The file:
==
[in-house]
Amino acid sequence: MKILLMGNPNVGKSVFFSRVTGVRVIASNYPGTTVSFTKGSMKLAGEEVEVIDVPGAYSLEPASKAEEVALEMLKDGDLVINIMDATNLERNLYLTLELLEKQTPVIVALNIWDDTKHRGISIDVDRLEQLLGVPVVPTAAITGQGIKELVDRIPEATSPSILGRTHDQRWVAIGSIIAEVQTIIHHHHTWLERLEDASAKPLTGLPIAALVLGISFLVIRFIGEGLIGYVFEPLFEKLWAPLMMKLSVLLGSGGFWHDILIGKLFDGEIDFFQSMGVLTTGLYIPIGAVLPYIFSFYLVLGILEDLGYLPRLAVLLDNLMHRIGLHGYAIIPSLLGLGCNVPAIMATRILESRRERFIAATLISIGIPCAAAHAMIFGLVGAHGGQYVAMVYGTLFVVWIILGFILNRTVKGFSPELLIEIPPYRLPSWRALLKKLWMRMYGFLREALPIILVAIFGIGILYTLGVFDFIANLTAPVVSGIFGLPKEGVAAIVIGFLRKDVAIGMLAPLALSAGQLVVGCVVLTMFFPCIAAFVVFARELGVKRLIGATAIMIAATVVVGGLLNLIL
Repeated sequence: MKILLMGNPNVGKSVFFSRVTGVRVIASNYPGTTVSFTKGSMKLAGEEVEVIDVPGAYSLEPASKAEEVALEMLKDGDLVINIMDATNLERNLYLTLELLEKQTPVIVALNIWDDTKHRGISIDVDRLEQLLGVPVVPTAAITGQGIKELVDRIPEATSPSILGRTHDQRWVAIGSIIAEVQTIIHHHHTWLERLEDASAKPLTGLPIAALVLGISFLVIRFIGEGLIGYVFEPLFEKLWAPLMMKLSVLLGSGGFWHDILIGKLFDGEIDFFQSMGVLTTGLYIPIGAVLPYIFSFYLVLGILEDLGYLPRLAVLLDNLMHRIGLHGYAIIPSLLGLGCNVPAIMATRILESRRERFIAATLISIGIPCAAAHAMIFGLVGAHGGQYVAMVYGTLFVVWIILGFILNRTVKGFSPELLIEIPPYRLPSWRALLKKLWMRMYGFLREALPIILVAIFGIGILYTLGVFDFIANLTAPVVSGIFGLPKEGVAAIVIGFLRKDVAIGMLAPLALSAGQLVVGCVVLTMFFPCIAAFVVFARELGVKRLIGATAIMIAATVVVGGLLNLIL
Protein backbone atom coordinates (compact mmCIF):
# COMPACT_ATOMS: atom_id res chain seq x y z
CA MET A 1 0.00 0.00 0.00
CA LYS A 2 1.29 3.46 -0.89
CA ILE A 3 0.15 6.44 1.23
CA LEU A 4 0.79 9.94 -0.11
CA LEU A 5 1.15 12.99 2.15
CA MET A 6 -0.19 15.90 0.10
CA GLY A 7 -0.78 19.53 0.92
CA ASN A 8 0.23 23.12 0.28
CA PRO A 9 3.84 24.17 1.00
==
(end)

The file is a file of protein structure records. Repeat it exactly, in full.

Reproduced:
[in-house]
Amino acid sequence: MKILLMGNPNVGKSVFFSRVTGVRVIASNYPGTTVSFTKGSMKLAGEEVEVIDVPGAYSLEPASKAEEVALEMLKDGDLVINIMDATNLERNLYLTLELLEKQTPVIVALNIWDDTKHRGISIDVDRLEQLLGVPVVPTAAITGQGIKELVDRIPEATSPSILGRTHDQRWVAIGSIIAEVQTIIHHHHTWLERLEDASAKPLTGLPIAALVLGISFLVIRFIGEGLIGYVFEPLFEKLWAPLMMKLSVLLGSGGFWHDILIGKLFDGEIDFFQSMGVLTTGLYIPIGAVLPYIFSFYLVLGILEDLGYLPRLAVLLDNLMHRIGLHGYAIIPSLLGLGCNVPAIMATRILESRRERFIAATLISIGIPCAAAHAMIFGLVGAHGGQYVAMVYGTLFVVWIILGFILNRTVKGFSPELLIEIPPYRLPSWRALLKKLWMRMYGFLREALPIILVAIFGIGILYTLGVFDFIANLTAPVVSGIFGLPKEGVAAIVIGFLRKDVAIGMLAPLALSAGQLVVGCVVLTMFFPCIAAFVVFARELGVKRLIGATAIMIAATVVVGGLLNLIL
Repeated sequence: MKILLMGNPNVGKSVFFSRVTGVRVIASNYPGTTVSFTKGSMKLAGEEVEVIDVPGAYSLEPASKAEEVALEMLKDGDLVINIMDATNLERNLYLTLELLEKQTPVIVALNIWDDTKHRGISIDVDRLEQLLGVPVVPTAAITGQGIKELVDRIPEATSPSILGRTHDQRWVAIGSIIAEVQTIIHHHHTWLERLEDASAKPLTGLPIAALVLGISFLVIRFIGEGLIGYVFEPLFEKLWAPLMMKLSVLLGSGGFWHDILIGKLFDGEIDFFQSMGVLTTGLYIPIGAVLPYIFSFYLVLGILEDLGYLPRLAVLLDNLMHRIGLHGYAIIPSLLGLGCNVPAIMATRILESRRERFIAATLISIGIPCAAAHAMIFGLVGAHGGQYVAMVYGTLFVVWIILGFILNRTVKGFSPELLIEIPPYRLPSWRALLKKLWMRMYGFLREALPIILVAIFGIGILYTLGVFDFIANLTAPVVSGIFGLPKEGVAAIVIGFLRKDVAIGMLAPLALSAGQLVVGCVVLTMFFPCIAAFVVFARELGVKRLIGATAIMIAATVVVGGLLNLIL
Protein backbone atom coordinates (compact mmCIF):
# COMPACT_ATOMS: atom_id res chain seq x y z
CA MET A 1 0.00 0.00 0.00
CA LYS A 2 1.29 3.46 -0.89
CA ILE A 3 0.15 6.44 1.23
CA LEU A 4 0.79 9.94 -0.11
CA LEU A 5 1.15 12.99 2.15
CA MET A 6 -0.19 15.90 0.10
CA GLY A 7 -0.78 19.53 0.92
CA ASN A 8 0.23 23.12 0.28
CA PRO A 9 3.84 24.17 1.00